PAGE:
The famous Shannon-Nyquist theorem has become a landmark in the development of digital signal processing. However, in many modern applications, the signal bandwidths have increased tremendously, while the acquisition capabilities have not scaled sufficiently fast. Consequently, conversion to digital has become a serious bottleneck. Furthermore, the resulting high rate digital data requires storage, communication and processing at very high rates which is computationally expensive and requires large amounts of power. In the context of medical imaging sampling at high rates often translates to high radiation dosages, increased scanning times, bulky medical devices, and limited resolution. In this talk, we present a framework for sampling and processing a wide class of wideband analog signals at rates far below Nyquist by exploiting signal structure and the processing task and show several demos of real-time sub-Nyquist prototypes. We then consider applications of these ideas to a variety of problems in medical and optical imaging including fast and quantitative MRI, wireless ultrasound, fast Doppler imaging, and correlation based super-resolution in microscopy and ultrasound which combines high spatial resolution with short integration time. We end by discussing several modern methods for structure-based phase retrieval which has applications in several areas of optical imaging.
The tremendous need for the analysis of massive image data sets in many application areas has been mainly promoting pragmatic approaches to imaging analysis during the last years: adopt a computational model with adjustable parameters and predictive power. This development poses a challenge to the mathematical imaging community: (i) shift the focus from low-level problems (like denoising) to mid- and high-level problems of image analysis (a.k.a. image understanding); (ii) devise mathematical approaches and algorithms that advance our understanding of structure detection in image data beyond a set of rules for adjusting the parameters of black-box approaches. The purpose of this talk is to stimulate the corresponding discussion by sketching past and current major trends including own recent work.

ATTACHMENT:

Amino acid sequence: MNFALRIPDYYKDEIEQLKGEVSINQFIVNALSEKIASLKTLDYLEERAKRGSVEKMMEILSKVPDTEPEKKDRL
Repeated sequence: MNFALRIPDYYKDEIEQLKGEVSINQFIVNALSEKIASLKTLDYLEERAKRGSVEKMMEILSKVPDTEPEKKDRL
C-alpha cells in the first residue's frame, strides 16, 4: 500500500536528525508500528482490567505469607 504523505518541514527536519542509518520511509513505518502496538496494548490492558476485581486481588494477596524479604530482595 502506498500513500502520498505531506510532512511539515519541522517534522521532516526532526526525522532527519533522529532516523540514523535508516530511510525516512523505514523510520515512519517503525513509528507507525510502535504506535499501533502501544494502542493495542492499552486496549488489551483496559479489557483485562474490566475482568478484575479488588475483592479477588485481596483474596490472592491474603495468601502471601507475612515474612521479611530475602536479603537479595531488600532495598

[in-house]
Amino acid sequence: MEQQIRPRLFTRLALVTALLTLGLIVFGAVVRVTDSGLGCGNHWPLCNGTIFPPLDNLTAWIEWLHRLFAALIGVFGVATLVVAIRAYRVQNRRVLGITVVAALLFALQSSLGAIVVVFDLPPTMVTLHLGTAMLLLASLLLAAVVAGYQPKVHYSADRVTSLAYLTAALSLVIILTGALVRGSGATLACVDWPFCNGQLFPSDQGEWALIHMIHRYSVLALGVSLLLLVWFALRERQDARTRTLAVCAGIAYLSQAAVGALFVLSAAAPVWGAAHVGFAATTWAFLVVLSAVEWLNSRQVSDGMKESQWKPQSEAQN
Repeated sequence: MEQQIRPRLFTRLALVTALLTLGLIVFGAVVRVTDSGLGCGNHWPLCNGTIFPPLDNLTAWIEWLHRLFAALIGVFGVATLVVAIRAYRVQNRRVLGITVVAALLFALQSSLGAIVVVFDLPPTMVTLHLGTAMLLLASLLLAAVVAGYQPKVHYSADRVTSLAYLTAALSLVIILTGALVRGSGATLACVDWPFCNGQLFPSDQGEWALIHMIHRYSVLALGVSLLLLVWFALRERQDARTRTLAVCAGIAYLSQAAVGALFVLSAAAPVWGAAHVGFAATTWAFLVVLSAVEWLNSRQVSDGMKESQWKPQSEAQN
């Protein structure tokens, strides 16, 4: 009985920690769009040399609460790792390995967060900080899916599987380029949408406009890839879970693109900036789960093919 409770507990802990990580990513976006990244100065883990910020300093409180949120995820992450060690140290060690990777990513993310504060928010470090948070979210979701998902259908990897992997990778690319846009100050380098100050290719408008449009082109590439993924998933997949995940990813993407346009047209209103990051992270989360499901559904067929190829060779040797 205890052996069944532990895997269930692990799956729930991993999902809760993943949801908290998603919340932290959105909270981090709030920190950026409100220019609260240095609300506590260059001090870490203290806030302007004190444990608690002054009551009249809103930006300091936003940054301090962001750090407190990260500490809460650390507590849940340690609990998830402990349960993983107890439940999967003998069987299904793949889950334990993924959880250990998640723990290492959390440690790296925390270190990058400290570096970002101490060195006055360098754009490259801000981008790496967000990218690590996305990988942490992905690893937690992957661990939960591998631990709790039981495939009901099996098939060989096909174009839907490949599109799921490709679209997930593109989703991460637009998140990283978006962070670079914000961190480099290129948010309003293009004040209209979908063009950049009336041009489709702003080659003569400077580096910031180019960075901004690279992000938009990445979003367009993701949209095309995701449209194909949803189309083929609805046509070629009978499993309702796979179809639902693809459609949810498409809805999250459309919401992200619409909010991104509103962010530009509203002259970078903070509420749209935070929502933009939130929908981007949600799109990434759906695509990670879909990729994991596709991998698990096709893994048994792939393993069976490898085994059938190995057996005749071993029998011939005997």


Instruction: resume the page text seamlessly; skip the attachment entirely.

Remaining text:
Many machine learning and signal processing problems are traditionally cast as convex optimization problems where the objective function is a sum of many simple terms. In this situation, batch algorithms compute gradients of the objective function by summing all individual gradients at every iteration and exhibit a linear convergence rate for strongly-convex problems. Stochastic methods, rather, select a single function at random at every iteration, classically leading to cheaper iterations but with a convergence rate which decays only as the inverse of the number of iterations. In this talk, I will present the stochastic averaged gradient (SAG) algorithm which is dedicated to minimizing finite sums of smooth functions; it has a linear convergence rate for strongly-convex problems, but with an iteration cost similar to stochastic gradient descent, thus leading to faster convergence for machine learning and signal processing problems. I will also mention several extensions, in particular to saddle-point problems, showing that this new class of incremental algorithms applies more generally.